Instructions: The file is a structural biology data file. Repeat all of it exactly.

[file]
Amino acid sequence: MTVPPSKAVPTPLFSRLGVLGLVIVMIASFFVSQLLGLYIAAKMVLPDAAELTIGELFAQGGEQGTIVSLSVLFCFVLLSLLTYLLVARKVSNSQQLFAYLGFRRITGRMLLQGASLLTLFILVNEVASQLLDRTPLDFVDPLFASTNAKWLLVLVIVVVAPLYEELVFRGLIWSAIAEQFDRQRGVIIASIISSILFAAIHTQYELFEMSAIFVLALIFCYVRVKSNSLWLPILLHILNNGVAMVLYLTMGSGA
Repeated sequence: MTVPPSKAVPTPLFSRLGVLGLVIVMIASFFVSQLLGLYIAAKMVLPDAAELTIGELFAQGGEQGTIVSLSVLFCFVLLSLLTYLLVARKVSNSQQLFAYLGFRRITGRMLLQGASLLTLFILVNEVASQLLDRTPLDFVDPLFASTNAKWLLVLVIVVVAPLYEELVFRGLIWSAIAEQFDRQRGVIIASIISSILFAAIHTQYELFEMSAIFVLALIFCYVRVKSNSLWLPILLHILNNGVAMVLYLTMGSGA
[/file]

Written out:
Amino acid sequence: MTVPPSKAVPTPLFSRLGVLGLVIVMIASFFVSQLLGLYIAAKMVLPDAAELTIGELFAQGGEQGTIVSLSVLFCFVLLSLLTYLLVARKVSNSQQLFAYLGFRRITGRMLLQGASLLTLFILVNEVASQLLDRTPLDFVDPLFASTNAKWLLVLVIVVVAPLYEELVFRGLIWSAIAEQFDRQRGVIIASIISSILFAAIHTQYELFEMSAIFVLALIFCYVRVKSNSLWLPILLHILNNGVAMVLYLTMGSGA
Repeated sequence: MTVPPSKAVPTPLFSRLGVLGLVIVMIASFFVSQLLGLYIAAKMVLPDAAELTIGELFAQGGEQGTIVSLSVLFCFVLLSLLTYLLVARKVSNSQQLFAYLGFRRITGRMLLQGASLLTLFILVNEVASQLLDRTPLDFVDPLFASTNAKWLLVLVIVVVAPLYEELVFRGLIWSAIAEQFDRQRGVIIASIISSILFAAIHTQYELFEMSAIFVLALIFCYVRVKSNSLWLPILLHILNNGVAMVLYLTMGSGA